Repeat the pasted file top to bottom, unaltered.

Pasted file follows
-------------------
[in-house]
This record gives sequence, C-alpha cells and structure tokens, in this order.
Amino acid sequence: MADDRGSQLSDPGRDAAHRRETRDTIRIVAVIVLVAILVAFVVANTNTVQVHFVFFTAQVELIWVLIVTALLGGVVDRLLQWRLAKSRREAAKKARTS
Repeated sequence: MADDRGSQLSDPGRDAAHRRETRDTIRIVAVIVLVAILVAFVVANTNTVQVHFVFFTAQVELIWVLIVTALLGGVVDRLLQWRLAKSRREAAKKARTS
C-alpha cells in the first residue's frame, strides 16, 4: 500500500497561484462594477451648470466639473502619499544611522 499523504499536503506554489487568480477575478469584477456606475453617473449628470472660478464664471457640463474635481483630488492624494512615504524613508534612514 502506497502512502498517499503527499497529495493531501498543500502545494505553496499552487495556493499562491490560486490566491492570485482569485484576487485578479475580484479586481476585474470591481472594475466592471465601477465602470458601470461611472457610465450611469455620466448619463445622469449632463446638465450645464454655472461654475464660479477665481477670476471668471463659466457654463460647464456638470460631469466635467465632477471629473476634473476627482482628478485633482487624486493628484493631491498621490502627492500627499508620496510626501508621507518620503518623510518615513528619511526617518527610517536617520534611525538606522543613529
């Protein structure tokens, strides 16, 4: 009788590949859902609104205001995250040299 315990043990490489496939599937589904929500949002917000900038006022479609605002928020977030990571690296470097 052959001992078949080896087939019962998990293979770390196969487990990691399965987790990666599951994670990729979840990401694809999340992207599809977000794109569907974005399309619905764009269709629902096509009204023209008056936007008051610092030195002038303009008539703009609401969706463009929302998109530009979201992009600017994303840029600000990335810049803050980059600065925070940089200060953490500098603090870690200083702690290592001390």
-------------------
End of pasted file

[in-house]
This record gives sequence, C-alpha cells and structure tokens, in this order.
Amino acid sequence: MADDRGSQLSDPGRDAAHRRETRDTIRIVAVIVLVAILVAFVVANTNTVQVHFVFFTAQVELIWVLIVTALLGGVVDRLLQWRLAKSRREAAKKARTS
Repeated sequence: MADDRGSQLSDPGRDAAHRRETRDTIRIVAVIVLVAILVAFVVANTNTVQVHFVFFTAQVELIWVLIVTALLGGVVDRLLQWRLAKSRREAAKKARTS
C-alpha cells in the first residue's frame, strides 16, 4: 500500500497561484462594477451648470466639473502619499544611522 499523504499536503506554489487568480477575478469584477456606475453617473449628470472660478464664471457640463474635481483630488492624494512615504524613508534612514 502506497502512502498517499503527499497529495493531501498543500502545494505553496499552487495556493499562491490560486490566491492570485482569485484576487485578479475580484479586481476585474470591481472594475466592471465601477465602470458601470461611472457610465450611469455620466448619463445622469449632463446638465450645464454655472461654475464660479477665481477670476471668471463659466457654463460647464456638470460631469466635467465632477471629473476634473476627482482628478485633482487624486493628484493631491498621490502627492500627499508620496510626501508621507518620503518623510518615513528619511526617518527610517536617520534611525538606522543613529
């Protein structure tokens, strides 16, 4: 009788590949859902609104205001995250040299 315990043990490489496939599937589904929500949002917000900038006022479609605002928020977030990571690296470097 052959001992078949080896087939019962998990293979770390196969487990990691399965987790990666599951994670990729979840990401694809999340992207599809977000794109569907974005399309619905764009269709629902096509009204023209008056936007008051610092030195002038303009008539703009609401969706463009929302998109530009979201992009600017994303840029600000990335810049803050980059600065925070940089200060953490500098603090870690200083702690290592001390």